Suspect in 1985 hijacking of TWA Flight 847 arrested, Greek police say

A man wanted in the 1985 hijacking of a Trans World Airlines (TWA) plane in which a U.S. Navy diver was killed during the harrowing 17-day ordeal was arrested by Greek police.

Police said Saturday the suspect, a 65-year-old Lebanese man, was arrested on the island of Mykonos two days ago. His name came up as the subject of a German arrest warrant when he disembarked from a cruise ship, police said, according to Reuters.

Police did not release the suspect's name, but several Greek media outlets named him as Mohammed Ali Hammadi.

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TWA Flight 847 from Athens to Rome was hijacked shortly after takeoff on June 14, 1985. The hijackers tortured and killed 23-year-old Robert Stethem when they found out he served in the U.S. Navy. His body was tossed from the plane onto the tarmac in Beirut.

TWA pilot John Testrake answered journalists' questions with a gun pointed near his head during a tense 17-day standoff that began whe Lebanese hijackers diverted a Trans World Airlines Boeing jet carrying 153 passengers and crew.  (NABIL ISMAIL/AFP/Getty Images)

TWA pilot John Testrake answered journalists' questions with a gun pointed near his head during a tense 17-day standoff that began whe Lebanese hijackers diverted a Trans World Airlines Boeing jet carrying 153 passengers and crew.  (NABIL ISMAIL/AFP/Getty Images)

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The hijackers released the other 146 passengers and crew members in stages, the last after a 17-day ordeal that included three stops in Beirut and two in Algiers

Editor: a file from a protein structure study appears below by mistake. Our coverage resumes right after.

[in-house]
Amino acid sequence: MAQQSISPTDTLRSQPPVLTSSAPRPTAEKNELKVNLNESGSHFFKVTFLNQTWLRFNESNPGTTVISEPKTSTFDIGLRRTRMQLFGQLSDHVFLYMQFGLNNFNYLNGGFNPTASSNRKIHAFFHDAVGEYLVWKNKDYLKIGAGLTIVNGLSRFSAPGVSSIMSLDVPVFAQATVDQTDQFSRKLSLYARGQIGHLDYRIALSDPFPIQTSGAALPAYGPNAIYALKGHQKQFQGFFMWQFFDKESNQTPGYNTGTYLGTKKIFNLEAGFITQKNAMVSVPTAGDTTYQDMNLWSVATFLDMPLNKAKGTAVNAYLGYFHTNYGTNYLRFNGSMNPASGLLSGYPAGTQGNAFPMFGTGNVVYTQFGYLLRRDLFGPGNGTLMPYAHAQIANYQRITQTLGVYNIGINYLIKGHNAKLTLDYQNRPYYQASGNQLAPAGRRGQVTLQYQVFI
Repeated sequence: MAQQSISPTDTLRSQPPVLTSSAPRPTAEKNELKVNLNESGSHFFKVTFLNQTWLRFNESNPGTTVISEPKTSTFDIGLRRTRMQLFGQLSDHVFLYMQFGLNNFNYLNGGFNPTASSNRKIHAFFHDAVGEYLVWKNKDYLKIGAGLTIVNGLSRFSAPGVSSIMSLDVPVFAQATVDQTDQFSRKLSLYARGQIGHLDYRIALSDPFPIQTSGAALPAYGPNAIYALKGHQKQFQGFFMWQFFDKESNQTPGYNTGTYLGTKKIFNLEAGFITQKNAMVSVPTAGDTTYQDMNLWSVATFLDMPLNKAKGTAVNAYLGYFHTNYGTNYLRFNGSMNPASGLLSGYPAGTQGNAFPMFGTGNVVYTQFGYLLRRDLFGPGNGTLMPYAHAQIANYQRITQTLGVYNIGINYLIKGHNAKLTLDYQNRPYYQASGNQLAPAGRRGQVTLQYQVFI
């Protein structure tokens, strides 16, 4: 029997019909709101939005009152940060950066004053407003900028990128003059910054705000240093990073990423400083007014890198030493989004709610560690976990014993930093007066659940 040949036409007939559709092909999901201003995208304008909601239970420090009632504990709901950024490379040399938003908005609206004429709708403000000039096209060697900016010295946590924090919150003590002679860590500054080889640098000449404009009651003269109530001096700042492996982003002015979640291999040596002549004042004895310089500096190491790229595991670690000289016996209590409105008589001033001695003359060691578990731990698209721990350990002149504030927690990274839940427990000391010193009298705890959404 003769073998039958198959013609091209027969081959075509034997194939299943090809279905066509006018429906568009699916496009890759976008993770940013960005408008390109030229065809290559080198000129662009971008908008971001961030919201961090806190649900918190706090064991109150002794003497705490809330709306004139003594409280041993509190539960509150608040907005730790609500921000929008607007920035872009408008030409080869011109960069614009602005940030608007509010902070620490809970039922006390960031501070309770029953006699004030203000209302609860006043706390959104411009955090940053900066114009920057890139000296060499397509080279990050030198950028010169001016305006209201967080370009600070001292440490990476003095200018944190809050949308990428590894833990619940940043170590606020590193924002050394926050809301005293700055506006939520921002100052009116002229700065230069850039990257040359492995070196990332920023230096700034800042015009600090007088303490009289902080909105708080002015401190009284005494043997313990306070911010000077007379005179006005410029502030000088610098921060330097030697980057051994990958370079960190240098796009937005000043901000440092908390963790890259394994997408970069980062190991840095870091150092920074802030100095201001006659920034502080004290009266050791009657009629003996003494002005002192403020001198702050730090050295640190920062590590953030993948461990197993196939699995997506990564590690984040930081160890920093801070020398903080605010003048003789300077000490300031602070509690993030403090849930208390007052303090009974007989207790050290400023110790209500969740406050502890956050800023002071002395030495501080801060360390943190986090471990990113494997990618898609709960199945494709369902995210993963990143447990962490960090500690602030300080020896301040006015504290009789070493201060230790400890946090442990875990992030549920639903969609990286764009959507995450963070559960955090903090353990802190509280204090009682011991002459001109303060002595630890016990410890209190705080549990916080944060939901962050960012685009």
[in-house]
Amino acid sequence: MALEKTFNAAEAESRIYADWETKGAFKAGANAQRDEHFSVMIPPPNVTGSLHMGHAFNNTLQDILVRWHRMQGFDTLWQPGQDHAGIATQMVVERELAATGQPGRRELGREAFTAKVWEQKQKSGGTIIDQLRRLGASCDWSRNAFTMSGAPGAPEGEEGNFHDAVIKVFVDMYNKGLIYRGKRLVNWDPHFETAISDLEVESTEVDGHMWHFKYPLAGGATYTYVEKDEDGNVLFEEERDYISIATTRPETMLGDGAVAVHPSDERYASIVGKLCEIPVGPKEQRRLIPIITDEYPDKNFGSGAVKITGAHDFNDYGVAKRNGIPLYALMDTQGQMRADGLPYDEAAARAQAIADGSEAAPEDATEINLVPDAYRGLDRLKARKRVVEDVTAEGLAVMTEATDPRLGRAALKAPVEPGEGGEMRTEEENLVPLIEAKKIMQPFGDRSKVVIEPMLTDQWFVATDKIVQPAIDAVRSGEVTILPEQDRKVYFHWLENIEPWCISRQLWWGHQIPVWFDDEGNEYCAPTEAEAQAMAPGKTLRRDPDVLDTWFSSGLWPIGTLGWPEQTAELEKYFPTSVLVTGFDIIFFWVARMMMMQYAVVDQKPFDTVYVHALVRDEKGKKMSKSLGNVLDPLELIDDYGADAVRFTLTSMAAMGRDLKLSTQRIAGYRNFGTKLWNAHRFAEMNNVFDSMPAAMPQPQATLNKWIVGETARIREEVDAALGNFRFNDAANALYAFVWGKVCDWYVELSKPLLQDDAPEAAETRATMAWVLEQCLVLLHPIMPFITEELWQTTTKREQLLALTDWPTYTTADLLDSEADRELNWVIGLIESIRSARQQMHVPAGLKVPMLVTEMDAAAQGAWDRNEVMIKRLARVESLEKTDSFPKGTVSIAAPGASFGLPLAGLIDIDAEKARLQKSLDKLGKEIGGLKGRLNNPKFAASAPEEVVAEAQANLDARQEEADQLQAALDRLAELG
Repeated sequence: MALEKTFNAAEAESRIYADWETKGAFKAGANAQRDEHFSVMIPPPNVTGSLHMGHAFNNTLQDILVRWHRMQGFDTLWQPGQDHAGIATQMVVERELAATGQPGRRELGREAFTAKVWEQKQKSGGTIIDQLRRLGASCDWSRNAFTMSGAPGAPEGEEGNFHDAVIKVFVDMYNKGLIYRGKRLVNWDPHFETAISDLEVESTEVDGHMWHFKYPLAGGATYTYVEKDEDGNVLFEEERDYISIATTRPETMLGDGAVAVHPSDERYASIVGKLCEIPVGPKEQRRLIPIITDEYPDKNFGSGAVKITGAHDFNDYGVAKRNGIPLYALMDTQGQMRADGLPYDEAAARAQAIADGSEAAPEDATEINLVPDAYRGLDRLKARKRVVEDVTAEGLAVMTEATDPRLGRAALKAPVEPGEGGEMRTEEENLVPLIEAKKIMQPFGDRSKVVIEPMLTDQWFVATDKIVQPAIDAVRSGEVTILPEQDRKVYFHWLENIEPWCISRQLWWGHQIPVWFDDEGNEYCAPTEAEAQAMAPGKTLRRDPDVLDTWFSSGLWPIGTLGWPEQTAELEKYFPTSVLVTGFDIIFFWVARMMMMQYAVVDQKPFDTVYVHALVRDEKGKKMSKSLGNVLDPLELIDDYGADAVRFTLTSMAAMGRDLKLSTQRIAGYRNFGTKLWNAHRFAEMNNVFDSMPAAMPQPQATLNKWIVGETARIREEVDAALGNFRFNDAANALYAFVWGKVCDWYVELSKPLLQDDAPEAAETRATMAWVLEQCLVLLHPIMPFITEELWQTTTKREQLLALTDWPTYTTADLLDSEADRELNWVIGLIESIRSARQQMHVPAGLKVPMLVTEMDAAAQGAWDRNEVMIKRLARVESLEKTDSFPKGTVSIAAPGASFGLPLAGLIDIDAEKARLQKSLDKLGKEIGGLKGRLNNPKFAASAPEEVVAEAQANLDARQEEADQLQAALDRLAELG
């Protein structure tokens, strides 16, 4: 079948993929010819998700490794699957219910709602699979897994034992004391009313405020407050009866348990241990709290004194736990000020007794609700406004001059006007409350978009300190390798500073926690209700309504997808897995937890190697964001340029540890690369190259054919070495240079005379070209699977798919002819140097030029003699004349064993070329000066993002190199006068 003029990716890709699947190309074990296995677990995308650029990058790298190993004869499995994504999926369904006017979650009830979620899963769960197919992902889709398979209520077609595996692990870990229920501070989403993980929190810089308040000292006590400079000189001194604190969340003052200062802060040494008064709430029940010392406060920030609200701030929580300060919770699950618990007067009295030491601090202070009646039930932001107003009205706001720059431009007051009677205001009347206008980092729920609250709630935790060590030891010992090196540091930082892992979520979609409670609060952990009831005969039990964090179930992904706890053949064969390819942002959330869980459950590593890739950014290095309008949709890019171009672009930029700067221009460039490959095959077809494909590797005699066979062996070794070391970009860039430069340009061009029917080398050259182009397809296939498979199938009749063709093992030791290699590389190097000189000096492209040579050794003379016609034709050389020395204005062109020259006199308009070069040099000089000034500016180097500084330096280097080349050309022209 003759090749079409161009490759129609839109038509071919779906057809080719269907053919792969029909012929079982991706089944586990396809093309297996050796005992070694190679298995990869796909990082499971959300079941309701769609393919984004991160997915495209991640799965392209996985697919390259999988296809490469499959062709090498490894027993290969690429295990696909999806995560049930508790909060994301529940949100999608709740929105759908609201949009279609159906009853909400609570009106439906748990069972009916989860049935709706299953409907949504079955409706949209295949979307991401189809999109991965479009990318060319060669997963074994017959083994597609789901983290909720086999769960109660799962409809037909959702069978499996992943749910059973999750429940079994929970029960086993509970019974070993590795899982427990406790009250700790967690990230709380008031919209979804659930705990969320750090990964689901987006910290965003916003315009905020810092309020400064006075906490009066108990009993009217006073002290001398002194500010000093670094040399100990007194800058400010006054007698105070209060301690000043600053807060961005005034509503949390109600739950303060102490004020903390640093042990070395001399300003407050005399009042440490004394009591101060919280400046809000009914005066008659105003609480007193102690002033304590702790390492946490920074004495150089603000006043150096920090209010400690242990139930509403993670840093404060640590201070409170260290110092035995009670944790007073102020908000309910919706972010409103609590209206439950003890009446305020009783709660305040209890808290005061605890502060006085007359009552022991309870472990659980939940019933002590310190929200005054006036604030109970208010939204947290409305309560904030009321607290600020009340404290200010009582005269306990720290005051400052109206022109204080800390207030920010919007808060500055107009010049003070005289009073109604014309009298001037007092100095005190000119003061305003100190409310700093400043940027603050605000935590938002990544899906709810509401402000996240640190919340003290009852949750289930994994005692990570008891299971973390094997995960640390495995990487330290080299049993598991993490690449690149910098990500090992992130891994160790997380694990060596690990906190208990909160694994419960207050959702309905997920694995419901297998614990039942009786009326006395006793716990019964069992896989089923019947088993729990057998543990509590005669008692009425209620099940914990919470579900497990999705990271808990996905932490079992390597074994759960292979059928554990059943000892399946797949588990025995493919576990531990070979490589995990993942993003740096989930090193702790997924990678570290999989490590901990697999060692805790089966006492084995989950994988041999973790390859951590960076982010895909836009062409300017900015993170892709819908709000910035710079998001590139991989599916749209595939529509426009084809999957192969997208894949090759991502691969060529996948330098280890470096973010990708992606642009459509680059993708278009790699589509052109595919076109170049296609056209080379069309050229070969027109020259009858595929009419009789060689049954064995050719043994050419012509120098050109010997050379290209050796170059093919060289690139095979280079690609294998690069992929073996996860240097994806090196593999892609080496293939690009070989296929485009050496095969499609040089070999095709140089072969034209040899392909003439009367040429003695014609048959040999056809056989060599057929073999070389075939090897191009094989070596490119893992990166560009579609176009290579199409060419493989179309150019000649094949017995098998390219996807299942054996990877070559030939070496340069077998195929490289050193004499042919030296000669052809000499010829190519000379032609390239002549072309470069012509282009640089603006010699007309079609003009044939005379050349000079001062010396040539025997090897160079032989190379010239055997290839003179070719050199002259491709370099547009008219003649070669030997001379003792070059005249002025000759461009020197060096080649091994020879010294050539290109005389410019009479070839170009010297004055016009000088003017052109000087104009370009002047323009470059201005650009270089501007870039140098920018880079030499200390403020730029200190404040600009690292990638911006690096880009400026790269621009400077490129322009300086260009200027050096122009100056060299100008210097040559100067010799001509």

Hammadi was arrested in Frankfurt in 1987 and convicted in Germany for the plane hijacking and Stethem's slaying. Hammadi, an alleged Hezbollah member, received life in prison as a sentence but was paroled in 2005 and returned to Lebanon. He is also a suspect in a 1987 abduction, according to the Greek police.

Germany resisted pressure to extradite him to the United States after Hezbollah abducted two German citizens in Beirut and threatened to kill them.

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Hammadi, along with fellow hijacker Hasan Izz-Al-Din and Ali Atwa, remains on the FBI's list of most-wanted terrorists under the name Mohammed Ali Hamadei. The FBI offered a reward of up to $5 million for information leading to his capture.

The suspect was in custody Saturday on the Greek island of Syros but was set to be transferred to the Korydallos high-security prison in Athens for extradition proceedings, a police spokeswoman told The Associated Press.

The Associated Press contributed to this report.